How Microsoft Is Moving Beyond Windows

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SEATTLE — For over 30 years, Microsoft has been synonymous with Windows. And while it clearly has no plans to do away with its operating system, I can’t shake the feeling here at the company’s Build developer conference that it’s not the equivalency it wants.

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While not newly announced this year, the company pushed a different solution called Microsoft 365. It’s a combination of Office 365, Windows 10 and Enterprise Mobility and Security.

This doesn’t come as a complete surprise. After all the company just reorganized, focusing on two teams: one for experiences and devices and another for cloud and AI platforms. Windows sort of falls in both of those. That reorganization also resulted in Terry Myerson, executive vice president of the Windows and devices group, announcing that he will be leaving the company.

At Build, we started to learn what that means. While there’s no doubt Windows 10 will continue to ship on laptops and desktops for years and years to come, Microsoft as a company is shifting its attention to a bigger picture.

Namely, Microsoft isn’t really in the consumer game. Sure, there’s Xbox, the company's most popular play, as well as its own Surface lineup. And while its trying to get some experiences on iOS and Android, its out of smartphones. Windows will continue to evolve, but it’s aimed at work more than anything else.

Microsoft is pushing an audience of developers to build for Microsoft 365, which has three links on its website: “for business,” “for enterprise,” and “for education.” No where is consumer mentioned.

It makes sense. Mobile is the future, and Microsoft lost there, and CEO Satya Nadella adjusted the strategy. At Build, Microsoft was still the Windows company. But it’s also the AI company, the database company and the company that creates mixed-reality tools for frontline workers. Want to create something for the layperson? You should have gone to Google I/O.

Again, Windows isn’t going away. Not only are we seeing some new updates, like Sets, but it’s a huge part of enterprise, and yes, consumer devices made by both Microsoft and its hardware partners like Dell, HP and Lenovo. But the future of Microsoft is clearly in apps and experiences to change the way people work, and not just on PCs.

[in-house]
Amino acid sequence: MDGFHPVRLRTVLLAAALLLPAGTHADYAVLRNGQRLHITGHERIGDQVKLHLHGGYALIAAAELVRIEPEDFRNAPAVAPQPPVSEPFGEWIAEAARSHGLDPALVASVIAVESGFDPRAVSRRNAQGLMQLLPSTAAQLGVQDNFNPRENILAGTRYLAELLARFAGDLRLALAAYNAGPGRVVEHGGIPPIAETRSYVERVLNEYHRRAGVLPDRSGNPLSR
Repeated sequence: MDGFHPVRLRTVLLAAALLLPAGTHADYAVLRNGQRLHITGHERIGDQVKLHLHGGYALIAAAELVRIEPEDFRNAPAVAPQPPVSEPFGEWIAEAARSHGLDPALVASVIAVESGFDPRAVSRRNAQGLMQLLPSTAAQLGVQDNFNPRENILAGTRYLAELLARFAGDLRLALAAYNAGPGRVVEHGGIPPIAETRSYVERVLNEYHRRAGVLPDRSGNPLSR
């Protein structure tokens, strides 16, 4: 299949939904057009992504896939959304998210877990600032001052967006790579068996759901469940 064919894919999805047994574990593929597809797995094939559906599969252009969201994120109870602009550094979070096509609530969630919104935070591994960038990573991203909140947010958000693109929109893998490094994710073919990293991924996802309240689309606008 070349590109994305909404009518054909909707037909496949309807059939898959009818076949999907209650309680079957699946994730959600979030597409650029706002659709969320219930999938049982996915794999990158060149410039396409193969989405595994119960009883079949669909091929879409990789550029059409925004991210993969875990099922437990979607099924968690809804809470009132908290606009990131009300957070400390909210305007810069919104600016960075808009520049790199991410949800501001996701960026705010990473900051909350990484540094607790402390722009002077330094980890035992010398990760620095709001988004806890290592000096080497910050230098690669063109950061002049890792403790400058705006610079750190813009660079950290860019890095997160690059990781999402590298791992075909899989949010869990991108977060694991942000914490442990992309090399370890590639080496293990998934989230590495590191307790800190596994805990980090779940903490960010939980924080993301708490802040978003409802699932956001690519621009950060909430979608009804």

But that means that it may be in ways that you don’t see in your home. Or that you don’t see in your office. If the future of personal computing is on your phone, Microsoft hopes Windows at least, is where you’ll work. And if it can tie those two together, at least you’ll use its services on other company’s devices. On the side most users will never see, it’s pushing developers to work on Azure, its cloud computing platform.

On stage, corporate vice president of Windows Joe Belfiore said that he hoped developers who came in saying they develop for Windows will leave saying they develop for Microsoft 365, tying Windows in with Office and the Enterprise.

But Windows? It’s not the sole focus of the company. It lost on handsets, so it will continue to develop for desktops and laptops, but now it has to put its eggs in more baskets. So Microsoft is the cloud company, the AI company and the service company, too.

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Author Bio
Andrew E. Freedman
Andrew E. Freedman,
Andrew joined Laptopmag.com in 2015, reviewing computers and keeping up with the latest news. He holds a M.S. in Journalism (Digital Media) from Columbia University. A lover of all things gaming and tech, his previous work has shown up in Kotaku, PCMag and Complex, among others. Follow him on Twitter @FreedmanAE.
Andrew E. Freedman, on